What could we expect from Ronald Reagan in the White House? To what extent would a Reagan administration continue traditional Republican policies, as opposed to branching out in new directions inspired by the various forces contending for influence within the ranks—the populist New Right, the sophisticated neoconservatives, and the libertarians?
Although it makes sense not to take party platforms very seriously as predictors of action, the 1980 GOP document—and the speeches at the convention that shaped it—can still give us some clues about the divergent strains of thought contending for Ronald Reagan's soul. And that combination ends up being a mixed bag as far as liberty is concerned.
Although the GOP expresses generous concern for individual rights and responsibilities—in convention speeches William Simon denounced government "coercion" and Reagan himself called for restoration of "the American spirit of voluntary service"—when it comes to expressions of individual choice the GOP speaks with a starkly different voice. The party today enthusiastically supports government suppression of drugs and drug paraphernalia and favors a nationwide ban on abortions. At the convention, concern over morality never extended to the propriety of such instances of coercion as taxation, regulation, or minimum-wage laws.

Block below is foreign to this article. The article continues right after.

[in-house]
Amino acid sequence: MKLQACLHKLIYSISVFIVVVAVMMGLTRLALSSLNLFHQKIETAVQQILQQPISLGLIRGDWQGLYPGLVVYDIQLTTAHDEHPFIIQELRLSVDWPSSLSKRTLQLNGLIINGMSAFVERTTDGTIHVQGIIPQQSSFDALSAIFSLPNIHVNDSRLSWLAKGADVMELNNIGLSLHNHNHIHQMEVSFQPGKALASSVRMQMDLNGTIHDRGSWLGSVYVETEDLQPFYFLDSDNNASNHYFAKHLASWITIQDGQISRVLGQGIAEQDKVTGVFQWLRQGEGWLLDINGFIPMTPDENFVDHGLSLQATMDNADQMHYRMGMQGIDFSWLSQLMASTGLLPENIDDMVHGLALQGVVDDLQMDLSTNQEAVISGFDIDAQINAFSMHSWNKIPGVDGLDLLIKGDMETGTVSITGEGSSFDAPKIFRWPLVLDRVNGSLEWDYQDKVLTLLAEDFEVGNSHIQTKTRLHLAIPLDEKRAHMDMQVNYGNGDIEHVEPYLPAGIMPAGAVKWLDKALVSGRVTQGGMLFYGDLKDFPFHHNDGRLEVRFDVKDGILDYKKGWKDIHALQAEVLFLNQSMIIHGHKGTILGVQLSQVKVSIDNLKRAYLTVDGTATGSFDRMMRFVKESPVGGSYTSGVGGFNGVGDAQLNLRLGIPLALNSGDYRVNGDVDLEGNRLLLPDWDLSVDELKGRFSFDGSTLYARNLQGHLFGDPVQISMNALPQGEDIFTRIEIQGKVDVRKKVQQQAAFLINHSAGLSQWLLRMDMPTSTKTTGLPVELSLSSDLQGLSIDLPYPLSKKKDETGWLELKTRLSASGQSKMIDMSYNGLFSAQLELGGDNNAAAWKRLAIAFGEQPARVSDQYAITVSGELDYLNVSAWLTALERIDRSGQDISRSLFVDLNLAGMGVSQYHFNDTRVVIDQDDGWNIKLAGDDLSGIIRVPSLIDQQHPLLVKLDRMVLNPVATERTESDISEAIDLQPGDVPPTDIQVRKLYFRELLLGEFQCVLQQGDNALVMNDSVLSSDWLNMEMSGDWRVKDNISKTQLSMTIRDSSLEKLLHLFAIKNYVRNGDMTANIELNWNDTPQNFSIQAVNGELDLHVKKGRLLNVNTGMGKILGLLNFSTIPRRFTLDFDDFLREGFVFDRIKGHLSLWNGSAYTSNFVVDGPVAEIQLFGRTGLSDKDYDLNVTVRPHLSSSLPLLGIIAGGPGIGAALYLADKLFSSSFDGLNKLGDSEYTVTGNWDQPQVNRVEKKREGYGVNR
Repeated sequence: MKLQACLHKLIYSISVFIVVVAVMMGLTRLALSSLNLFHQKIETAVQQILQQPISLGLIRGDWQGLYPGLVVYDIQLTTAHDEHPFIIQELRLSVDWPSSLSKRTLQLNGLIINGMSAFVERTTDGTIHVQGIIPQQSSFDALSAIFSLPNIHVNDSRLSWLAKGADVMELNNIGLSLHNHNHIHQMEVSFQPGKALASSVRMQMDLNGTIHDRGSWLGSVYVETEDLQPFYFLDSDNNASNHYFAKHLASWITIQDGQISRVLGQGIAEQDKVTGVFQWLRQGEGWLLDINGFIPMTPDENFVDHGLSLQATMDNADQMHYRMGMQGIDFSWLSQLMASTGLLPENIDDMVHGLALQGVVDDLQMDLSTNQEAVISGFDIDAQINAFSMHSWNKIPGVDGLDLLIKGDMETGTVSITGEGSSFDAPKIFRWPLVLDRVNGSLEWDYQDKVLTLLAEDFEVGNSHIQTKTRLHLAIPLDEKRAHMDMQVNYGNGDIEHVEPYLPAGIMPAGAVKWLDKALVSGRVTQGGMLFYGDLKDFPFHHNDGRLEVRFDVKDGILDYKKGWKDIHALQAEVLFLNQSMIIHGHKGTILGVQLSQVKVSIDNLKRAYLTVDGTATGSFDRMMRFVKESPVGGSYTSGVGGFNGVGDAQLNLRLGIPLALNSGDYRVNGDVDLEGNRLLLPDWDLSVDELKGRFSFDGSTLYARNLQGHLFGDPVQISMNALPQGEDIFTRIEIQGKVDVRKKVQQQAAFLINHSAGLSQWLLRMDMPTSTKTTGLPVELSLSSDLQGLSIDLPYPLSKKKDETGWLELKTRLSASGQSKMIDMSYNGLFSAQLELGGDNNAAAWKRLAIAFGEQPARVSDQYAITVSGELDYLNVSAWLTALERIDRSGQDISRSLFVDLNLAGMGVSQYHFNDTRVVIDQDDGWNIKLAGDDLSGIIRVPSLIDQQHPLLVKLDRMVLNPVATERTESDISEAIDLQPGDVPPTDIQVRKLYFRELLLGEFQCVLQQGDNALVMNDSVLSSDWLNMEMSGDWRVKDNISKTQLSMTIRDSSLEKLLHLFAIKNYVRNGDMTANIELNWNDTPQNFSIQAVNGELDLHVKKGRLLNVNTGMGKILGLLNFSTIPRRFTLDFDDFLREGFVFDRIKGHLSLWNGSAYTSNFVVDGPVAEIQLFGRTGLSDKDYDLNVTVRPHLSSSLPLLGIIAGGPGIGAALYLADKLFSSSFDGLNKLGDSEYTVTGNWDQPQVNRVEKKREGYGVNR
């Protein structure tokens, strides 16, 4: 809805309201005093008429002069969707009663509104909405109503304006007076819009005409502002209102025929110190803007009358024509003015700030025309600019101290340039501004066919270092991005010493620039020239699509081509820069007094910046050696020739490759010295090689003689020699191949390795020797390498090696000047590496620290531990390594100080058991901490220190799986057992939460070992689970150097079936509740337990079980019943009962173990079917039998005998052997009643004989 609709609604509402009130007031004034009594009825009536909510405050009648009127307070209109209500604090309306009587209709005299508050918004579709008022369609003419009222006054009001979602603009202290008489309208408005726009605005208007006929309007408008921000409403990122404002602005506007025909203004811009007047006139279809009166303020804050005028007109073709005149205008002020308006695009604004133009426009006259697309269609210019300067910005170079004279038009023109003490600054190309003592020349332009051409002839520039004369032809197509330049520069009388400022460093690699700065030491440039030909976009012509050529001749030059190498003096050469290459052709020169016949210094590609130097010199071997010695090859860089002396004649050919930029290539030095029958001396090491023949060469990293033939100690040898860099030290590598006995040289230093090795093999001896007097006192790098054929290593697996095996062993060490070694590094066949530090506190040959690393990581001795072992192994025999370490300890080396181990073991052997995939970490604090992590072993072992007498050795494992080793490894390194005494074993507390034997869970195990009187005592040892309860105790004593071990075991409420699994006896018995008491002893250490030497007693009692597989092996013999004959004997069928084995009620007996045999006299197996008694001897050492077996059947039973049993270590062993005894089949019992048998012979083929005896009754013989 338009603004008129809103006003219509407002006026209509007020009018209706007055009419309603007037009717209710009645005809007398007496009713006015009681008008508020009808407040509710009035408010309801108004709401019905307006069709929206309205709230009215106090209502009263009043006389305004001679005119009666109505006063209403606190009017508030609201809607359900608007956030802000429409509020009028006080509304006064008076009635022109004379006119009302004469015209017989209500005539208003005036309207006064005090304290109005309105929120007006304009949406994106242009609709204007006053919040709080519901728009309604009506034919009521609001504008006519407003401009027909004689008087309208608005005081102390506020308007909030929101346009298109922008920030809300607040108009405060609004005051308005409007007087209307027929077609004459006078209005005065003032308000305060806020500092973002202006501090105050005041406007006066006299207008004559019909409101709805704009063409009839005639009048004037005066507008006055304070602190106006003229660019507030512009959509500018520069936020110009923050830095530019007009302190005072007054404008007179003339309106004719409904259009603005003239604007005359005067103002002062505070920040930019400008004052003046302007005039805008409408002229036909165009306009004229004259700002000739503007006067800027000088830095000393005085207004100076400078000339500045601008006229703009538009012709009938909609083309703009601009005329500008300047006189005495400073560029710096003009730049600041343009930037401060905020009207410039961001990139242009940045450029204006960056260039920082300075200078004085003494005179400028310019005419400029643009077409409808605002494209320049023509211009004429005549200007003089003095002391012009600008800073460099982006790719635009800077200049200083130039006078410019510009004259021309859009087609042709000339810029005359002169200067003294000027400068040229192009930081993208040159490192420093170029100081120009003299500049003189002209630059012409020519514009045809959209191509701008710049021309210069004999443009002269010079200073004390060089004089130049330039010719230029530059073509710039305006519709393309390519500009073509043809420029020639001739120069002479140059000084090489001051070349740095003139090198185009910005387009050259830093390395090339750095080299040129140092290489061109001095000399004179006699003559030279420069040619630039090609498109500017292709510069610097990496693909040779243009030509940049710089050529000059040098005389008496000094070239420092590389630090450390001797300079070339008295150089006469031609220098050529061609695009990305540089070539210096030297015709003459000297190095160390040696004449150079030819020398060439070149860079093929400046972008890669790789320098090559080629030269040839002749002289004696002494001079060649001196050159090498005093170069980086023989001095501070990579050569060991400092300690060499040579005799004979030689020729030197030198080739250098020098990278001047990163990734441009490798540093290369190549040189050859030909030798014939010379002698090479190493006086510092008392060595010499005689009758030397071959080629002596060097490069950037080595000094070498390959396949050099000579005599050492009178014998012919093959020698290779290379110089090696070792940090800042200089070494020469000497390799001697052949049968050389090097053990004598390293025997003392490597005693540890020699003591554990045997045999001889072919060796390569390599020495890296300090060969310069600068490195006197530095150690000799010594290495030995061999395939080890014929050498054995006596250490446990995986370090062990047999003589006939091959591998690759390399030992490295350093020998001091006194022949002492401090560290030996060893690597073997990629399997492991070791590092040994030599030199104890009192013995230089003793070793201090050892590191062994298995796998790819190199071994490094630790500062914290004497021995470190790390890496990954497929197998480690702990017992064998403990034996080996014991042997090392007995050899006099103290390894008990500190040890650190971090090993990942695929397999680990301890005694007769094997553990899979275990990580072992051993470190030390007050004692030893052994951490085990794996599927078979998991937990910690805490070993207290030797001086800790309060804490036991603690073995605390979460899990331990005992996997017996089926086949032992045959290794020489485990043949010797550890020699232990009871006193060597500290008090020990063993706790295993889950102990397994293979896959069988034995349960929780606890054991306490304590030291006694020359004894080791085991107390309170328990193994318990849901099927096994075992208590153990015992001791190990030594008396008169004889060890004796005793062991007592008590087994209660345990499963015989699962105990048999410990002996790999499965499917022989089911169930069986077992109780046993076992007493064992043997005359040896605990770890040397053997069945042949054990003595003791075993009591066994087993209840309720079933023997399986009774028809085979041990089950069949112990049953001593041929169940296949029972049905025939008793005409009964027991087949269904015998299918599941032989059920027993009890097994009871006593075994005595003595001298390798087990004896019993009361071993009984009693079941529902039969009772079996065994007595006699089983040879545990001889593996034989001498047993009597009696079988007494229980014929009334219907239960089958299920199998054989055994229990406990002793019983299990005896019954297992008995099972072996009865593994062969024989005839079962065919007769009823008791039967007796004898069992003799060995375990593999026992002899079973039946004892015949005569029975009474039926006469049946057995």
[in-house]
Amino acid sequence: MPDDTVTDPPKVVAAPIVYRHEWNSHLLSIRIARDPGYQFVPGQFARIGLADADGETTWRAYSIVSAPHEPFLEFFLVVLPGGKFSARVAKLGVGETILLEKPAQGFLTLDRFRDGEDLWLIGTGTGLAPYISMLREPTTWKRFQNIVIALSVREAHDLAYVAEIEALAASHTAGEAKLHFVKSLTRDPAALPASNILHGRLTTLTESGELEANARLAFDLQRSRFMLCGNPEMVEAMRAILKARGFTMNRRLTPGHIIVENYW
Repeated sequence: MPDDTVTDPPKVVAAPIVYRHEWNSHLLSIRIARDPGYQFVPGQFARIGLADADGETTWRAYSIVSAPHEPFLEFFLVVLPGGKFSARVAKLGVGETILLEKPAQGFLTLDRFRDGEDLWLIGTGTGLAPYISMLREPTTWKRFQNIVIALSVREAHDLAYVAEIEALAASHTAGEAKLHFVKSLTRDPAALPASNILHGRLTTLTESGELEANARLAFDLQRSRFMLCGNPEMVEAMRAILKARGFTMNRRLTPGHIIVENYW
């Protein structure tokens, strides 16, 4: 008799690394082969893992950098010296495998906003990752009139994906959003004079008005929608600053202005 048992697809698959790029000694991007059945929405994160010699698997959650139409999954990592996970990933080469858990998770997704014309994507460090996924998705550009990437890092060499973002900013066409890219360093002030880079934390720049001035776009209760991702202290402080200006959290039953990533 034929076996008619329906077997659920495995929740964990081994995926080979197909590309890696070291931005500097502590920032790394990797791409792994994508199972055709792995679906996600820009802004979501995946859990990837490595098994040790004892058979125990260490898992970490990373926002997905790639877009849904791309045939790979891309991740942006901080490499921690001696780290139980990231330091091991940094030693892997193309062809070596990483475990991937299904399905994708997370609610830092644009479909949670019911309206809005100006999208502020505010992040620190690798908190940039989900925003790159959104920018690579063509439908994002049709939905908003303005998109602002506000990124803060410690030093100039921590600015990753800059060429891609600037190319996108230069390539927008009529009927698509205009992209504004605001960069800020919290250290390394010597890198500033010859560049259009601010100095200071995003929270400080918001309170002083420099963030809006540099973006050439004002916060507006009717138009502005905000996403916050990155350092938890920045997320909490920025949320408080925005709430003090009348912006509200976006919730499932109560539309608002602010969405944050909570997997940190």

Republicans today find themselves in greatest agreement on foreign and defense policy. (This section of their platform, termed "Peace and Freedom," was approved in a mere one and a half hours.) The GOP is now committed to a "superior" defense, which, if it means overall superiority, rather than qualitative excellence, could portend an arms race: the Soviets—not unreasonably—may reject "inferiority."
To attain a "superior" defense, Reagan and the GOP are calling for a massive arms buildup, including: the MX missile, manned strategic bomber, air defense system, accelerated cruise missile, antiballistic missile system, Mid-East presence, improved navy, improved air and sea mobility, modernization and increased production of armor, and increased airlift capability. Some of these programs are undoubtedly cost-effective and necessary for our defense—but all of them?
Moreover, the Republicans promise to promote American influence in virtually every continent, as part of what Senator Richard Lugar has termed an "effective free-world alliance." Yet many of these allied countries are ruled by what Gerald Ford once described as "assassins" and "despots." Why US taxpayers should be forced to protect a world full of despots has never been adequately explained.